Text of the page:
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Saturday, May 11, 2013

TRENDS: Wiser link to living green

Malaysia, News, Tech, Trends, Wiser Home Control
(From left) Heng and Chang show off the Wiser Home Control interface on tablets and smartphones.

Energy efficiency within the home environment goes beyond the concept of smart homes, writes Siti Syameen Md Khalili

EARTH Hour is happening this weekend. If you’re looking for ways to conserve energy beyond the event, home automation is an eco-friendly and sexy option. Considered an important element of a smart home set-up, home automation today also aims to deliver customised comfort, entertainment, security and overall energy efficiency.

Through its Wiser Home Control solution, energy management specialist Schneider Electric is paving the way for more locals to adopt home automation for better managed connectivity, comfort, convenience, entertainment and peace of mind.

Francis Heng, business vice-president at LifeSpace, Power Business, Schneider Electric Industries, says the company brings its expertise in managing energy for organisations to homes. “We want to help homeowners make the most of their energy resource,” he says.

Going beyond the regular concept of smart homes, its assistant sales manager Chang See Yin, says Wiser solutions can be tailored to control lighting, alarm systems and CCTVs, entertainment devices, curtains, blinds and even lawn sprinklers.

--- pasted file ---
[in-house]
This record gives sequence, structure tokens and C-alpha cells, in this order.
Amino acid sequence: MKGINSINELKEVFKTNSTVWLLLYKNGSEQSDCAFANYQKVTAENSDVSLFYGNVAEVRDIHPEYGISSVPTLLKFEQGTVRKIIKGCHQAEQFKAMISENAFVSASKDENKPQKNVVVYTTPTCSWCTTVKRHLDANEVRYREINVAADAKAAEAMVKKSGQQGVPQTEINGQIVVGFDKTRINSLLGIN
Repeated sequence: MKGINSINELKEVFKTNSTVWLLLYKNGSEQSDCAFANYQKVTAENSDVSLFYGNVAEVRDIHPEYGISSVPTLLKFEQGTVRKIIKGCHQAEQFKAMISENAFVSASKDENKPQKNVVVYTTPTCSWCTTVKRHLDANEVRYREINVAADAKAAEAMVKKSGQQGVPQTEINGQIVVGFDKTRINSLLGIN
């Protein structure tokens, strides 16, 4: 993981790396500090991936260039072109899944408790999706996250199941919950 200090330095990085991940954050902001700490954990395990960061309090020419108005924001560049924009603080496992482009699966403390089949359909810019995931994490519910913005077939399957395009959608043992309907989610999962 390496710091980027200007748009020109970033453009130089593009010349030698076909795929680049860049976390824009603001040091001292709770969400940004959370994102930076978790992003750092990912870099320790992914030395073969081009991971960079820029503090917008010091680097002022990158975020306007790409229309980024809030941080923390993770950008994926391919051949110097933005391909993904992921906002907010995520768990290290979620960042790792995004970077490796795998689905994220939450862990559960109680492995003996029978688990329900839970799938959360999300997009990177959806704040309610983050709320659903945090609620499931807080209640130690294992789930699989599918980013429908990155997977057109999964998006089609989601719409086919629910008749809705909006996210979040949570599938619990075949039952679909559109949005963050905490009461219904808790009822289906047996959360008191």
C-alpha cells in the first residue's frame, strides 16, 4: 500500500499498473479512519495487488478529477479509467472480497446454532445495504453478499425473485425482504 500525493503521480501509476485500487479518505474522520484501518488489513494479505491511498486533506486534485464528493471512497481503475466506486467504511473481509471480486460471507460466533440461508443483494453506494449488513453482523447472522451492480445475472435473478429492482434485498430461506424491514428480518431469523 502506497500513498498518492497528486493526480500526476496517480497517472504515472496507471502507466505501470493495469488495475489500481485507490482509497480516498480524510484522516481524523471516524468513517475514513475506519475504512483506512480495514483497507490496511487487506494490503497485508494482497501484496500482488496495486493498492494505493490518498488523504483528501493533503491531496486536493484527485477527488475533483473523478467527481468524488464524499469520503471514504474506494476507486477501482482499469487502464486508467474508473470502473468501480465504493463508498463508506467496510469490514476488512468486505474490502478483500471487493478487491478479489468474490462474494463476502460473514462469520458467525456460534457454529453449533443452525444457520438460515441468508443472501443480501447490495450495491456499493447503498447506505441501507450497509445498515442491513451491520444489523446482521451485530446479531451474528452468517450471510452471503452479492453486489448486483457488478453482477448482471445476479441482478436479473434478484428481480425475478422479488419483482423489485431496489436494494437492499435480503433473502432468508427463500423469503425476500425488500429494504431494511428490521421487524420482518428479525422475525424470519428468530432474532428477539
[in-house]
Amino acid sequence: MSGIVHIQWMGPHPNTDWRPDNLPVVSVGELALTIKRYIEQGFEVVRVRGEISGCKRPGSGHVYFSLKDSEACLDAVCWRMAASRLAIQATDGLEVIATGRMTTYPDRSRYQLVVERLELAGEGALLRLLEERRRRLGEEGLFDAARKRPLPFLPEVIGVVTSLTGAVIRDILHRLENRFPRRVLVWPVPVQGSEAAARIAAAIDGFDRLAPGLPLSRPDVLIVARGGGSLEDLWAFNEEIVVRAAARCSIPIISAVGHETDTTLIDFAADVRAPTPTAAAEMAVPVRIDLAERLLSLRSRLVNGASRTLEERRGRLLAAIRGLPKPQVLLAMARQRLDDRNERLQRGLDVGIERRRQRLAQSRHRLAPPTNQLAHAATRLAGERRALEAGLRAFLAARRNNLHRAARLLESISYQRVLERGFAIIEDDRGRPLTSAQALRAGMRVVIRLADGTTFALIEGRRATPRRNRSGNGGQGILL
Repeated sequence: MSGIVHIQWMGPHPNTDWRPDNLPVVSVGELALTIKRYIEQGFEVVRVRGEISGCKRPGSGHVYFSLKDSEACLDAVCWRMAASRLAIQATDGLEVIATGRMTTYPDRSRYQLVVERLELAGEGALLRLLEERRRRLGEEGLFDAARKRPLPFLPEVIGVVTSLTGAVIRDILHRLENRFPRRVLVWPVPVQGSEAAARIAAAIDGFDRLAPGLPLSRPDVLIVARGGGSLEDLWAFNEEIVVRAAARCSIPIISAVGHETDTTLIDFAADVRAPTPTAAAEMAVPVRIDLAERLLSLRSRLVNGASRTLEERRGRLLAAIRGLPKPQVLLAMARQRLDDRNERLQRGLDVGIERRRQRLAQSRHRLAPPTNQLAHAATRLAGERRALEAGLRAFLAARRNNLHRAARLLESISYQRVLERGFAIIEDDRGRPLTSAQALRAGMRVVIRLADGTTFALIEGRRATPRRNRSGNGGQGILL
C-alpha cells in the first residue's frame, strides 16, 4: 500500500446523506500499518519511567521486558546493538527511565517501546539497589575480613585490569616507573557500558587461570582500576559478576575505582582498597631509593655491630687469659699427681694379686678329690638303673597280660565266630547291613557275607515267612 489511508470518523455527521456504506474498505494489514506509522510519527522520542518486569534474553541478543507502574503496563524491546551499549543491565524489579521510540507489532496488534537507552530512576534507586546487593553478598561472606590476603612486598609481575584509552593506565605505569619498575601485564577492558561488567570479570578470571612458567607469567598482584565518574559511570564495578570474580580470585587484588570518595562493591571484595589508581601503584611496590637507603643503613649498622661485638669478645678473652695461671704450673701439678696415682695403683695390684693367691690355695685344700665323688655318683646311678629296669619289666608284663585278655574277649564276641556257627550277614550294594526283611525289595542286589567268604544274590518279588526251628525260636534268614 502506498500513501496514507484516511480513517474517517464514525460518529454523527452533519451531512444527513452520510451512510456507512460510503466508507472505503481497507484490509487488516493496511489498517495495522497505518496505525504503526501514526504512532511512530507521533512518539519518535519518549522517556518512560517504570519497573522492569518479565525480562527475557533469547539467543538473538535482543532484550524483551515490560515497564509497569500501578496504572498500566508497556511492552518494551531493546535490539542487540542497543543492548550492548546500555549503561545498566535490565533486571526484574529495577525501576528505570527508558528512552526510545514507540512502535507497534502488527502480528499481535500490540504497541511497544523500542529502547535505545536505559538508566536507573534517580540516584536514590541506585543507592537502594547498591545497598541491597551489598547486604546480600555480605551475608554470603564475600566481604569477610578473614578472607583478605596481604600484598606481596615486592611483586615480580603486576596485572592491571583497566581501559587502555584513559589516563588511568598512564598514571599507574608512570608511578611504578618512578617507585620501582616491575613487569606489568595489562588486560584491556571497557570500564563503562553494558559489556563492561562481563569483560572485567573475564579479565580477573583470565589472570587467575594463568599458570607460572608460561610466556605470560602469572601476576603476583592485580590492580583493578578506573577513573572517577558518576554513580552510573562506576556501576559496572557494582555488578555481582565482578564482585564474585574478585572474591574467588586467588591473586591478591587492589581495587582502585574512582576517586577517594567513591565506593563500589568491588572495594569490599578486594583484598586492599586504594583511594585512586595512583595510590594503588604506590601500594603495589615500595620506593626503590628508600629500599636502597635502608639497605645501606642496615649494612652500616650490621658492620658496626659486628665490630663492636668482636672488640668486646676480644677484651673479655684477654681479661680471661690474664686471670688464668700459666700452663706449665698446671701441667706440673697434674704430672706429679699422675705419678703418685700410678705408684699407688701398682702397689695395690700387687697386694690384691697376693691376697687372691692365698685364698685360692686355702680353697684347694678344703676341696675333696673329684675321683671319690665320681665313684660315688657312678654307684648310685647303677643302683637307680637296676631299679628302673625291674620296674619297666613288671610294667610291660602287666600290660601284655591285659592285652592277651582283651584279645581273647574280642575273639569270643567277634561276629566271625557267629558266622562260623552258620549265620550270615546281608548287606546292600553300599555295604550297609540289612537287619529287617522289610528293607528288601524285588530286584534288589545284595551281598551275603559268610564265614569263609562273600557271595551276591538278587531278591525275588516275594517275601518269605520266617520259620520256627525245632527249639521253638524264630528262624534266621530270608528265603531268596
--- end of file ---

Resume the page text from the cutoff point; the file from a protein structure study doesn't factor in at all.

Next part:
The system includes components such as Ethernet router, WiFi access point and secured remote Internet access (WAN). Its user-friendly user interface also includes scene presets with scheduling and logic programming modules.

Chang says: “Many homes today have so many electric and electronic devices that the numerous remote controls can be quite confusing.

“Wiser can link together these devices so that they can be controlled using your PC, tablet or smartphone. The moment you come back from work and enter your home, you can immediately launch a preset scene so that the lights, air-cond, blinds and audio visual components will be as according to your preference,” she explains.

“Using mobile devices, you can access switches or peripherals such as the CCTV cameras remotely by using the accompanying app. The app is made for Android, iOS and Symbian-based devices using Internet Protocol connectivity was developed  in-house to further enhance the system.”

Wiser can fit any home, from a bachelor pad to or a bungalow, says Heng. “Today’s homeowners are not just into functional and economical solutions — they also look for items that add convenience, luxury or prestige in their lives.

Wiser fits into this category, but if you consider the price of homes today, the cost of the system is a small add-on to  renovations costs. The basic system package for a condo setup starts at RM9,999. You can add more features such as controls for curtains, blinds, auto gate or sprinklers,” he adds.

There are also occupancy sensors that detect heat or movement. “When these detect lower temperature or absence of movement within a designated area, certain items will be shut down. You can also install timers, for example in the bathroom or garden to limit the time lights are switched on at these places,” says Heng.
Schneider Electric Malaysia country marcom manager Lainee Wong says in addition to energy savings, another important aspect of the Wiser system is peace of mind.